Friday, April 25, 2008
In case you haven't seen it, check out this story, which involves the following exchange at a recent 5th Circuit oral argument:
Judge: You don’t know Morgan?
Judge: You haven’t read it?
Phipps: I try not to read that many cases, your Honor. Ricks is the only one I read. Oh,
Ledbetter, I read Ledbetter, and I read that one that they brought up last night.
I don’t know if that’s not Ledbetter, I can’t remember the name of it. Ricks is the
one that I go by; it’s my North star. Either it applies or it doesn’t apply. I don’t
think it applies.
Judge: I must say, Morgan is a case that is directly relevant to this case. And for you
representing the Plaintiff to get up here—it’s a Supreme Court case—and say
you haven’t read it. Where did they teach you that?Gavel_15
Phipps: They didn’t teach me much, Your Honor.
Judge: At Tulane, is it?
Judge: Okay. Well, I must say, that may be an all time first.
Phipps: That’s why I wore a suit today, Your Honor.
Judge: Alright. We’ve got your attitude, anyway.
(Hat tip to the Legal Profession Blog) --RR
Wednesday, April 23, 2008
SCOTUS Blog has a recurring feature called Petitions to Watch, which is an attempt to predict the petitions the court is likely to grant. Of particular interest to our readers will be the petitions in two cases involving federal court jurisdiction issues--Perez v. City of Miami Beach, which the court will consider at its April 25 conference, and Centerior Energy Corp. v. Milkulski, which the Court will consider at its May 8 conference. The links above are to the petitions in each case. SCOTUS Blog has additional information on all the petitions considered at the April 25 and May 8 conferences, including briefs in opposition and the underlying opinions.--Counseller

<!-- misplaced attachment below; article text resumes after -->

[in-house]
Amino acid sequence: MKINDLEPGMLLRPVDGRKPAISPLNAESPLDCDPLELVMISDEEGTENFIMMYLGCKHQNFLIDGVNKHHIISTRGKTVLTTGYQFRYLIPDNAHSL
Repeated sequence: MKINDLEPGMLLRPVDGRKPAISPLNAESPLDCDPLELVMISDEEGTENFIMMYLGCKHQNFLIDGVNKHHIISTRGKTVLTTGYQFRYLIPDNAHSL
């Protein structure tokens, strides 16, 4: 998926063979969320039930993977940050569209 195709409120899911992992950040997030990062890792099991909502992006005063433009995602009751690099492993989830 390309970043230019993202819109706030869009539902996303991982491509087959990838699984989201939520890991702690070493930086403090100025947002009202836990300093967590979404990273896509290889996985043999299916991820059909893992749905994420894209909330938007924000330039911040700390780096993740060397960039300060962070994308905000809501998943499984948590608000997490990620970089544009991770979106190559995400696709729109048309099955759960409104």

Monday, April 21, 2008
Prof. Amy J. Wildermuth recently posted an essay on the Northwestern Colloquy, titled What Twombly and Mead Have in Common. Thanks to Editor Kristin Feeley for the heads-up and the following summary:
Professor Amy Wildermuth discusses the similarity between the Supreme Court cases Twombly and Mead. She analyses how both decisions, written by Justice Souter, appear to state a relatively clear rule that fundamentally alters procedural law, but then discusses exceptions or additions that could swallow the general rule. She concludes that the Supreme Court should revise either Federal Rule of Civil Procedure Rule 8 or Rule 9 to clarify the confusion that has resulted from Twombly.